4. If the Health and Safety Executive was entitled to proceed under the 1974 Act, was it entitled to bring a prosecution under section 3 of that Act in addition to section 6?


In order to consider the issues it is necessary to turn, first, to the 1974 Act, which applies generally to secure the health, safety and welfare of persons at work in this jurisdiction. Section 2 of the Act provides:

"It shall be the duty of every employer to ensure, so far as is reasonably practicable, [my emphasis] the health, safety and welfare at work of all his employees."


Section 3 provides the general duty of employers to persons other than their employees. Subsection (1) provides:

"It shall be the duty of every employer to conduct his undertaking in such a way as to ensure, so far as is reasonably practicable [my emphasis], that persons not in his employment who may be affected thereby are not thereby exposed to risks to their health or safety."


Section 6 of the Act in respect of which an offence was laid sets out the general duties of manufacturers as regards articles and substances for use at work. It provides (as amended):

"It shall be the duty of any person who designs, manufactures, imports or supplies any article for use at work or any article of fairground equipment—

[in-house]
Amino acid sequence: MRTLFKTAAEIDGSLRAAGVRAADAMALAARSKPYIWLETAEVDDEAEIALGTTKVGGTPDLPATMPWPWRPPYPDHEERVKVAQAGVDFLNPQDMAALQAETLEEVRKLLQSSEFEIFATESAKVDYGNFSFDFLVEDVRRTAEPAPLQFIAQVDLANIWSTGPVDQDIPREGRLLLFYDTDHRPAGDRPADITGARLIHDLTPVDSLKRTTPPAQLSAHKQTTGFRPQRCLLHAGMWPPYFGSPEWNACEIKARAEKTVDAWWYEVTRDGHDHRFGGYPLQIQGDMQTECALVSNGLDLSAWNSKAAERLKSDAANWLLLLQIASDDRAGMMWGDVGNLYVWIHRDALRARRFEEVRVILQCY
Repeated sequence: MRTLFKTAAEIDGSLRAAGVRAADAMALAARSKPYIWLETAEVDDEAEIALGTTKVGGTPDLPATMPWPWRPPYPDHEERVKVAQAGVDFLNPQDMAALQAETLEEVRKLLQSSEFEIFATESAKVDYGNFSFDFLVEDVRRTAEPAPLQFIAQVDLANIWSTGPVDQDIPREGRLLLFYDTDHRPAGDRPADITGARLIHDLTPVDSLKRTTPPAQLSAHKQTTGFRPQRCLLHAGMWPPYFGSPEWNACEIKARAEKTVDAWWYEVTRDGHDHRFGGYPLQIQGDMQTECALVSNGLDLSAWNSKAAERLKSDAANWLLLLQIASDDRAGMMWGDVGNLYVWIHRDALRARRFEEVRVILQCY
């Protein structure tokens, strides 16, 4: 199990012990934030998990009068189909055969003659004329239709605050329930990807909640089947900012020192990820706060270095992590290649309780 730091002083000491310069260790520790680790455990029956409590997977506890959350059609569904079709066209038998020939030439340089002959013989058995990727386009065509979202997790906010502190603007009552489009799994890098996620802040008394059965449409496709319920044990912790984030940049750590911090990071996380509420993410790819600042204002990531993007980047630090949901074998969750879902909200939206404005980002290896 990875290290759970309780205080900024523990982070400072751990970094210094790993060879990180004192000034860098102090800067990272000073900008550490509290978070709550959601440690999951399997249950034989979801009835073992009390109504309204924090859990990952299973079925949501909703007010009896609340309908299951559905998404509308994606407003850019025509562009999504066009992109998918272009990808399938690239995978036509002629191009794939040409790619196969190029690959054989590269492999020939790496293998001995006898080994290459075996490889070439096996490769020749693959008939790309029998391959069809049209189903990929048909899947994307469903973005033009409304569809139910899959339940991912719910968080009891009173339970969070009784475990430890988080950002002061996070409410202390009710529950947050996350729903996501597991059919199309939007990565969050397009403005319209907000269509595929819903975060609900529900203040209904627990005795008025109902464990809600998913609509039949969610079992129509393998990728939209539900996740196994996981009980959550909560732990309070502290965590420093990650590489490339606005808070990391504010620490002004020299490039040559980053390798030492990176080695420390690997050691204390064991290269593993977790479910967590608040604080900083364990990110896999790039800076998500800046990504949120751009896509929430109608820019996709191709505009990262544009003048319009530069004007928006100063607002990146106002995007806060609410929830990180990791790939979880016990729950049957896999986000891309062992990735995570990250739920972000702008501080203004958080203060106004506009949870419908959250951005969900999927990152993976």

(a) to ensure, so far as is reasonably practicable [my emphasis], that the article is so designed and constructed that it will be safe and without risk to health at all times when it is being set, used, cleaned or maintained by a person at work;"


Section 18 sets out the duties of the Health and Safety Executive as to making arrangements for the enforcement of the relevant statutory provisions.


Section 33 deals with offences. Subsection (1) provides:

"It is an offence for a person—

(a) to fail to discharge a duty to which he is subject by virtue of sections 2 to 7."


Subsections (b), (c) and (d) also specify offences to which subsection (1) applies. They refer respectively to the contravention of sections 8 or 9, to the contravention of any health and safety requirements, and to the contravention of any requirements imposed by or under the regulations under section 14.


There are other provisions of subsection (1), to which it is not necessary to refer, but subsection (1)(e) indicates the nature of those provisions when it provides that it is an offence for a person

"to contravene any requirement imposed by an inspector under section 20 or section 25."